“The destruction of ISIS” is our primary concern regarding the Middle East right now, since it was ISIS that struck Paris and apparently inspired the San Bernardino mass murderers, Bernie stated. (Again, there has been zero evidence that there was any actual coordination between ISIS and the San Bernardino mass murderers, so to me the comparison of San Bernardino to Paris is a very, very weak one, usually made by those [treasonous right-wingers, that is] who would love an actual attack on the U.S. by ISIS for political gain, such as how 9/11, which the unelected Bush regime had done precious little to nothing to prevent, was great for the Bush regime to use for political gain. [They were able to use it long enough to at least to “win” “re”-election in November 2004.])

6:27 p.m.: Martin O’Malley just got booed by the audience — quite deservedly so — after stating that he wanted to bring a younger generation’s perspective to the issue of the Middle East. Wow. It was an ageist statement, and perhaps the lowest that he has sunk in these debates thus far.

6:30 p.m.: Whew. Finally, a break.

Thus far I believe that O’Malley has harmed himself by having made an ageist comment and having made an asshole of himself by ignoring the underwear model cum moderator (whose name apparently is David) and talking over him.

I don’t see that either Billary or Bernie can be called the “winner” thus far. That is, if you’re a Clintonista, perhaps even a Billarybot, you’ll say that Billary “won” this debate, and if you are a “Berner,” you’ll say that Bernie “won” it. This pretty much was the same dynamic that we saw in the first two debates.

That said, Bernie has been on fire and has made no flubs or gaffes that I have spotted.

6:37 p.m.: Uh-oh — Billary was late in returning to the stage. They resumed without her. Awkward…

The subject now is the economy. Bernie says that we need “to tell the billionaire class, ‘You cannot have it all.'” He says we need a $15/hour minimum wage, equal pay for women, youth employment, job creation via infrastructure work and tuition-free higher education. Yup.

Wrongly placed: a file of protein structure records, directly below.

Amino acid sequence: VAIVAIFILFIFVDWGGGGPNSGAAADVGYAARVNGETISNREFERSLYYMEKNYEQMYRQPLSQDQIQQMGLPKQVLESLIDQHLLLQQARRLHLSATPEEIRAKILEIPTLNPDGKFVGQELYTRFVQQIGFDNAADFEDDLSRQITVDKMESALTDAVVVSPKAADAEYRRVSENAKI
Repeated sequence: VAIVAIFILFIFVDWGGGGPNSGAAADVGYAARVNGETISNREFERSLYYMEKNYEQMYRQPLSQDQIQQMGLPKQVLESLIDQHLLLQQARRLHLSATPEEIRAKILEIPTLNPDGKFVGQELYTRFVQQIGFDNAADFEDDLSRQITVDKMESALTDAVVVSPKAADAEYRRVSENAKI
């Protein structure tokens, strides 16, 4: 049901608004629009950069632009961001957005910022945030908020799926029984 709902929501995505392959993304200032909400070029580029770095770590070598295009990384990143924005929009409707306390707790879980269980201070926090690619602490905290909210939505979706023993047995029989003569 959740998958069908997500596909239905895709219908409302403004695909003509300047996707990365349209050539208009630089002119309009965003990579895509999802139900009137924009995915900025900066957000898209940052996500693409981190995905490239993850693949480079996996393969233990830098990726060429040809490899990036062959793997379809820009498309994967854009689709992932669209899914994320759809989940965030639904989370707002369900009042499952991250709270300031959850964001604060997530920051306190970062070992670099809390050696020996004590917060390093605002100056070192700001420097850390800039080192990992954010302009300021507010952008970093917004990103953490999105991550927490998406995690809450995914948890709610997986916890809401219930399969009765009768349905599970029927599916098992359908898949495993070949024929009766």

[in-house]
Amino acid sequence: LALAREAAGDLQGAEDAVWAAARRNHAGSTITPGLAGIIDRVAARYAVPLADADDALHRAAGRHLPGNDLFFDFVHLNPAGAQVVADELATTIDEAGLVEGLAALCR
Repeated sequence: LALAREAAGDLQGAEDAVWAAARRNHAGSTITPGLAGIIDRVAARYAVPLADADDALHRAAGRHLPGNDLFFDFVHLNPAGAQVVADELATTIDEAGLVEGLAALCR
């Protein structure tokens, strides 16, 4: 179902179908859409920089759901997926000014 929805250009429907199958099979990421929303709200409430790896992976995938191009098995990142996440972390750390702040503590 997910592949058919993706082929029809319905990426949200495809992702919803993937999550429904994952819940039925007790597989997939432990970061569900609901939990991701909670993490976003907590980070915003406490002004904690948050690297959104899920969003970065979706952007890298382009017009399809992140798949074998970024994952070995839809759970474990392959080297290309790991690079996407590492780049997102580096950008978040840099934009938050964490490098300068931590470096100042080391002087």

O’Malley is talking, but he pretty much lost me with his ageist comment. I wish that he would drop out already and stop wasting our time, but I doubt that he will. He really needs a new job, apparently.

6:41 p.m.: Billary states that income inequality is bad for our economy and our democracy. “You’re not going to hear anything about this” from the Repugnican presidential candidates, she stated correctly. She states, among other things, that we need to raise the minimum wage, but she doesn’t tell us that she supports only a $12/hour minimum wage, not a $15/hour minimum wage.

6:43 p.m.: Billary states that the super-wealthy should pay at least 30 percent in taxes. Yup. She talks about helping small businesses, which is a canard frequently used by those of the center-right to support capitalism, even though capitalism stopped being about small businesses decades ago and has been about large to gargantuan corporations for decades now.

6:45 p.m.: Bernie states that while corporate America might love a President Billary, as she just said that they should, as president corporate America will hate him. Go, Bernie! Bernie reminds us that he won’t take campaign contributions from corporations. Greed is destroying our economy and the lives of million of Americans, he just said forcefully. Again, he’s on fire tonight.

6:47 p.m.: O’Malley just stated that the way forward is not through Bernie Sanders’ socialism, “which the rest of the world is moving away from” (let the fact-checkers sort that one out [and O’Malley’s shameless red-baiting is pathetic and is just another symptom of his desperation]) or Billary Clinton’s “crony capitalism.”

Bernie pretty much just ignores the red-bating bullshit and Billary once again tries to deflect, indicating that the Repugnicans are the main enemy. Weak. (She’s used this rather pathetic tactic in the previous debates.)

6:51 p.m.: Bernie reminds us once again that he has no super-PAC and that Billary has taken a lot of money from Wall Street over the years.